We needed a trip to the Horseshoe this morning, so we headed up, Ryan, his dog Rufus, old Moshe and me.
Leaving at seven thirty, we made our way in beautiful June sunshine and cool temperatures. Moshe was beside himself with joy to be heading up the hill, yapping, whining and running to and fro.
We paid special attention, perhaps too much attention at times, to the aspen signatures and found at least three that Ryan's Great Grandfather had done between 1910 and 1926. That is an amazing thing to find, and though there are those who say that it is vandalism and bad for trees, it doesn't seem to have bothered too many of the aspens up there. One had the date of 1895, and was still going strong.
It's a good carpe diem experience to see all of those old names, people who had been up in the mountains just like us, many years ago. Quite a few names we recognized won't be heading up that mountain any more in their lives or have passed on already. Happy trails to all of them.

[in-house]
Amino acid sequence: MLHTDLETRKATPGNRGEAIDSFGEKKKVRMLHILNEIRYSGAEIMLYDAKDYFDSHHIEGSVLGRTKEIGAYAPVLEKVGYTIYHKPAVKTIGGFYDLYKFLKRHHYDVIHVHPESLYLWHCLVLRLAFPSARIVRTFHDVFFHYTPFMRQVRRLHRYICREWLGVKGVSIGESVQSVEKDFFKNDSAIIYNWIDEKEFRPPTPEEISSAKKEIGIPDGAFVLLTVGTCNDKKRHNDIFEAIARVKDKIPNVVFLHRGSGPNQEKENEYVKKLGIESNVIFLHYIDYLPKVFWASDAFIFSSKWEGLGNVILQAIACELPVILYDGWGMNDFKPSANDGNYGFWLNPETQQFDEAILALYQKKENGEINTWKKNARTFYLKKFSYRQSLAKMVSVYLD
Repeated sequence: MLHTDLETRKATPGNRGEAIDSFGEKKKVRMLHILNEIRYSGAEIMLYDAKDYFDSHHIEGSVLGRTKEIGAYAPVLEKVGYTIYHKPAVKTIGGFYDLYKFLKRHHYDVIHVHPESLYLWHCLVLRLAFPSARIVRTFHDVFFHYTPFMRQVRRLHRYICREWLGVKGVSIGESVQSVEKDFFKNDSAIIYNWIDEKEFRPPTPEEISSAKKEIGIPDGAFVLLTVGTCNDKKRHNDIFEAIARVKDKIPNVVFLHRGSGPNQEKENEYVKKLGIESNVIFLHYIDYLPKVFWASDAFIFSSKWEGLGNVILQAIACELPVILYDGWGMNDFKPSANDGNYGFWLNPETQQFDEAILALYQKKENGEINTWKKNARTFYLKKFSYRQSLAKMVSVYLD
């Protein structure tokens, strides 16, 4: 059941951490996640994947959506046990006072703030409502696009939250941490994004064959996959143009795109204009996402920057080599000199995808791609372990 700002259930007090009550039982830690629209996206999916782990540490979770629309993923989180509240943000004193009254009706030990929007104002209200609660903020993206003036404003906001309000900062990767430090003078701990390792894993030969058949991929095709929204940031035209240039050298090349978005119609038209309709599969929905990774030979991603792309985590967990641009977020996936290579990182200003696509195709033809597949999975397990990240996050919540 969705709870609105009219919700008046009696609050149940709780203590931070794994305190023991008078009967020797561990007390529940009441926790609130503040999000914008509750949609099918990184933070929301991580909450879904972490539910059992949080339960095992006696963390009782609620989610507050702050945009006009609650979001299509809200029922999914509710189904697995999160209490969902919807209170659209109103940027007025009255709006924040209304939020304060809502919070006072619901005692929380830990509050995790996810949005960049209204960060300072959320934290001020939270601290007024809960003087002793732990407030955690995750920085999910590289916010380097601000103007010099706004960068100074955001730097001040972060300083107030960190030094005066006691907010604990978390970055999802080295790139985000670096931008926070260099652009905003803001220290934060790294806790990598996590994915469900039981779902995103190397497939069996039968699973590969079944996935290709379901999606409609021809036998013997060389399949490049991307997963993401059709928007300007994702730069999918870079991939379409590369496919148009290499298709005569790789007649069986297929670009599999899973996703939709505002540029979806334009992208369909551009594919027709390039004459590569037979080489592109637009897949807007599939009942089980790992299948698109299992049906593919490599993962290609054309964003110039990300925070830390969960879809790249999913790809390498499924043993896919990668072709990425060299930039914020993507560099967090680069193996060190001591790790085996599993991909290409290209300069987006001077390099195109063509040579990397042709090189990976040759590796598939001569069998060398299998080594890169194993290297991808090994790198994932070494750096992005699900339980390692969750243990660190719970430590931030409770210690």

I just hope I live my life in a manner that brings about the same honor and memories as many of those names have brought to their people.
Looking north, a door to the sunlight.
There were a couple of patches of these flowers, very hardy and petite.
One of the characteristics of the aspen writing is a chronicle of the ancient feud between sheepmen and cowboys. Here is a challenge to the sheepmen on one tree, "IM Looking (At) A Bunch OF wooLy Basterds(sic)."
And the response? On another tree nearby, "This is sheep contery(sic), an't(sic) (for them) cow feed". It got pretty contentious at times in this area.
Aspens, pines and the bluer sky.
A view of the left side of the Horseshoe, looking to the south.
Some more aspens just below the Horseshoe, where we ate our humble repast of kippered snacks, Viennas, bard-boiled eggs and a Braeburn apple from New Zealand.